Levinas's Jewish Thought: Between Jerusalem and Athens

The Hebrew University Magnes Press  2008


Emmanuel Levinas has been described by scholars as one of the greatest Jewish philosophers since Maimonides. Levinas’ difficult- to-read general philosophy, as well as his Jewish writings, have probably been more appreciated in Europe and Israel than in the U.S. Levinas’ main thesis is based on a compelling, though questionable, assumption about what constitutes the human condition, namely, that “responsibility” is “the essential, primary, and fundamental structure of subjectivity.” Thus, says Levinas, “subjectivity is not for itself; it is...initially for another.” What this boils down to is that for Levinas, ethics—being for the Other before oneself, a kind of radical altruism—is what comprises living a humane life at its best.

In Jewish circles, Levinas’ “being for the Other” before oneself orientation is of course nothing new, as it is one of the main tenets of Judaism, and, for that matter, all major humanistic religions. However, for Levinas, it is “the harmony achieved between so much goodness and so much legalism [that] constitutes the original note of Judaism.”

Meir attempts to detail the precise relationship between Levinas’ so called “Jewish ‘confessional writings,’ and his philosophical, ‘professional’ writings—as a unity.” For example, he analyzes Levinas’ views on “revelation and philosophy, the biblical address and the logos, the Saying and the said, faith and reason.” Meir skillfully summarizes Levinas’ views on a range of topics that are on the interface of his philosophical (i.e., “Greek” mode of thought) and Jewish (“Hebrew” mode of thought) writings. Meir does us a service in summarizing, comparing, and contrasting Levinas’ views in relation to Martin Buber and Abraham Joshua Heschel, among other Jewish thinkers.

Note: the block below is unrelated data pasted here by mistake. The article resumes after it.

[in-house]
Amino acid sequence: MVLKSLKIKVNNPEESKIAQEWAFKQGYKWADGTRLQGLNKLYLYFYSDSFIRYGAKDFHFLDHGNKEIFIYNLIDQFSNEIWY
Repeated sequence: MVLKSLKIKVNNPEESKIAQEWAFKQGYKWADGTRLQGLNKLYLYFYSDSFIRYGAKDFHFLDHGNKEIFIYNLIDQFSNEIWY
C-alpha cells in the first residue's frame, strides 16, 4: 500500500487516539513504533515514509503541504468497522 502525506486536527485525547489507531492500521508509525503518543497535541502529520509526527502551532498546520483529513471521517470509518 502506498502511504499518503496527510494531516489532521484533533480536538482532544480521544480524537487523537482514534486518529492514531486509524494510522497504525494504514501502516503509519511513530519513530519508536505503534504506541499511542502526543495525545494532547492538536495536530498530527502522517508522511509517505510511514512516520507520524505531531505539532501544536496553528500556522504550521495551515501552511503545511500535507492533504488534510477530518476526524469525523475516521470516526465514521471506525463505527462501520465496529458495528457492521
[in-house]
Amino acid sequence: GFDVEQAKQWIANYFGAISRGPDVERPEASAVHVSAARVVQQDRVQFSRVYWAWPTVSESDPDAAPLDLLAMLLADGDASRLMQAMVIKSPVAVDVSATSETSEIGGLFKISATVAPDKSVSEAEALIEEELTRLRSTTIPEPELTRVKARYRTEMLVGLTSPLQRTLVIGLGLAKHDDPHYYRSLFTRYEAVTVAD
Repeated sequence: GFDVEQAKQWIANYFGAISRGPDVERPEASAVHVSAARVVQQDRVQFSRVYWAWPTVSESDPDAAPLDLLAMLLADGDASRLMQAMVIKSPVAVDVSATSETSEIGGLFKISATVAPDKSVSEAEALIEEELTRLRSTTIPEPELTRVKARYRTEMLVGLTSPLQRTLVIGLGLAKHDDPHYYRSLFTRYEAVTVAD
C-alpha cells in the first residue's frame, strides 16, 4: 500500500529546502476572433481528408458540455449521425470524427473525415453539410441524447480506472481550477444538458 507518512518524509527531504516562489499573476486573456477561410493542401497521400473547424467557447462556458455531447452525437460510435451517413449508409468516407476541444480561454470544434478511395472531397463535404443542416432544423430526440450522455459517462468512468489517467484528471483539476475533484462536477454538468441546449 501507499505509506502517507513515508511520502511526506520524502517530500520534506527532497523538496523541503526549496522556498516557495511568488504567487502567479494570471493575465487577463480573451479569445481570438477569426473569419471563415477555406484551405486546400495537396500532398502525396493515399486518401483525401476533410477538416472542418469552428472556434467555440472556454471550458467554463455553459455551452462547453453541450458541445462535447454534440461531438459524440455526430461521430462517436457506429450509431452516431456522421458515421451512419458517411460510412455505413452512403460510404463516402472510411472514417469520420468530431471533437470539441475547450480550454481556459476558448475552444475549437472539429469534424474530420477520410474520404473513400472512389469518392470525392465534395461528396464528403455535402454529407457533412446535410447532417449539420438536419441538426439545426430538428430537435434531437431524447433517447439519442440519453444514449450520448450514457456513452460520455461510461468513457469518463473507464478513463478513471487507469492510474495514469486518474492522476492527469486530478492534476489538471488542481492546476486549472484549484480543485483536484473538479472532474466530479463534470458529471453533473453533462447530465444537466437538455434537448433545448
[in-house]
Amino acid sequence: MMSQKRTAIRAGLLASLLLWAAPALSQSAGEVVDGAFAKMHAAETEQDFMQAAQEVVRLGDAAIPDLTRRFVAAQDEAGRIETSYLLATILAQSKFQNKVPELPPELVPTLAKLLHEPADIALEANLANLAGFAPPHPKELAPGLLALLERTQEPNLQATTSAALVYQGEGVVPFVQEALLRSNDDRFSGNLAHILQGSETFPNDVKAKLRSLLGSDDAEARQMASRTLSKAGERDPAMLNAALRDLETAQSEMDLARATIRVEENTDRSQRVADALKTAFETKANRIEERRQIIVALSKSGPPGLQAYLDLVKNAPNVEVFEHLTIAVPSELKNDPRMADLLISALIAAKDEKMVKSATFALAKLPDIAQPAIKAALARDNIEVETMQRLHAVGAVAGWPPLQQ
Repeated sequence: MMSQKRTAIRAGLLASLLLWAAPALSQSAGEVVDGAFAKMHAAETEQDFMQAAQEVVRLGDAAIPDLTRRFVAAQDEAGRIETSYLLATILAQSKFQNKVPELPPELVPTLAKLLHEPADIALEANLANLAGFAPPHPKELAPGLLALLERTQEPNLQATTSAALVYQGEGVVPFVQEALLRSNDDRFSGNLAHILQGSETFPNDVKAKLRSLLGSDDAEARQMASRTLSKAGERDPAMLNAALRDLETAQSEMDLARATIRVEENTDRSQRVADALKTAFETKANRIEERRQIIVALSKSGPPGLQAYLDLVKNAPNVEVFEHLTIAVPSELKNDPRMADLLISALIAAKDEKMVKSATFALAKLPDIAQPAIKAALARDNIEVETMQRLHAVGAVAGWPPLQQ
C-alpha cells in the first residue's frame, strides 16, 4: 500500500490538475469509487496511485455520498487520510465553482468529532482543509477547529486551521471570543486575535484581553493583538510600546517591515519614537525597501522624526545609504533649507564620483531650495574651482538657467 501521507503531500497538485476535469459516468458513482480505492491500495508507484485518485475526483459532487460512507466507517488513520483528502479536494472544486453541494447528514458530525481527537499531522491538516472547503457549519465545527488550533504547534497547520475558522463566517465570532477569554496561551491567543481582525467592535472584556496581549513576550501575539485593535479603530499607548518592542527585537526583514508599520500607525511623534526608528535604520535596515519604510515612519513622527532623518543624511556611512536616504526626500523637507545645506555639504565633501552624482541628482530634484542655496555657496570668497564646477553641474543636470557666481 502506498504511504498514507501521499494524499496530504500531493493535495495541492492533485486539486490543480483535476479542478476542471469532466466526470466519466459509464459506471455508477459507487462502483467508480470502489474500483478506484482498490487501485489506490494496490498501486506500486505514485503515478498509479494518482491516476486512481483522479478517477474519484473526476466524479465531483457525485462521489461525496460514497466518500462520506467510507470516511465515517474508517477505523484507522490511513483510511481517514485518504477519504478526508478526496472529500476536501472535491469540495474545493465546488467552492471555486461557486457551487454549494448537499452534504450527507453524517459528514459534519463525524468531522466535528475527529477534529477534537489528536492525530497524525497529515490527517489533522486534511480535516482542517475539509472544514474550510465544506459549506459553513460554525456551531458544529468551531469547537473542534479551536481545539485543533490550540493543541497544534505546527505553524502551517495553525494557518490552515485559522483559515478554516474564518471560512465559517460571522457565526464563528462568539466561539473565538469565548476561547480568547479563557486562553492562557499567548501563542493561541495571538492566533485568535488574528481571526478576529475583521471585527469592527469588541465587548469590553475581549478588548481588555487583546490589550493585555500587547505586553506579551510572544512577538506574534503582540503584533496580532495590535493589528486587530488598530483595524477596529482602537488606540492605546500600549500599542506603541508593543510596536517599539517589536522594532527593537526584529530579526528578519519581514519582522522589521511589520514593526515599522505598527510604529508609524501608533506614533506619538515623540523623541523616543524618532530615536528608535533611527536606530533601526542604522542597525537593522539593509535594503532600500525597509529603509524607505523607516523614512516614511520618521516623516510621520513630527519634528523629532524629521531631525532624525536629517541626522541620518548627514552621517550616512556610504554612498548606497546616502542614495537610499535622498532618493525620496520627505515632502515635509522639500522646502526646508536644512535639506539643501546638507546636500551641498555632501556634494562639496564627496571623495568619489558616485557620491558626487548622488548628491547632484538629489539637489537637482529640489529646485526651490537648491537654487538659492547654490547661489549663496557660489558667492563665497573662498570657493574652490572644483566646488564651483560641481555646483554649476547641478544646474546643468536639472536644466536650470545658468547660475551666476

However, there are some limitations to this book. First, there are too many technical terms that are used without explanation (e.g., theologoumena, noneudaimonic ethics, hyperousilogical), which, along with untranslated footnotes, leave the non-specialist in the dark. However, my main criticism of Meir’s generally interesting and thoughtful book is that it often reads more like a “celebration” of Levinas rather than a critical study of his oeuvre. Some of what Levinas says is quite debatable. For example, he speaks about “the end of theodicy” after the Holocaust, though beyond his assertion, he does not adequately show why this is necessarily the case. Indeed, such a proclamation is philosophically, religiously, and empirically questionable. In other words, Meir would have created a better book if he had rigorously and critically evaluated Levinas’s pronouncements rather than taking them at face value, including his views on women and on psychoanalysis.

Nevertheless, this is probably the best secondary source for readers who want to know what Levinas said about Judaism because it summarizes so much material and is extensively footnoted, though I am afraid that only libraries will purchase the book at its steep price of $99.95.

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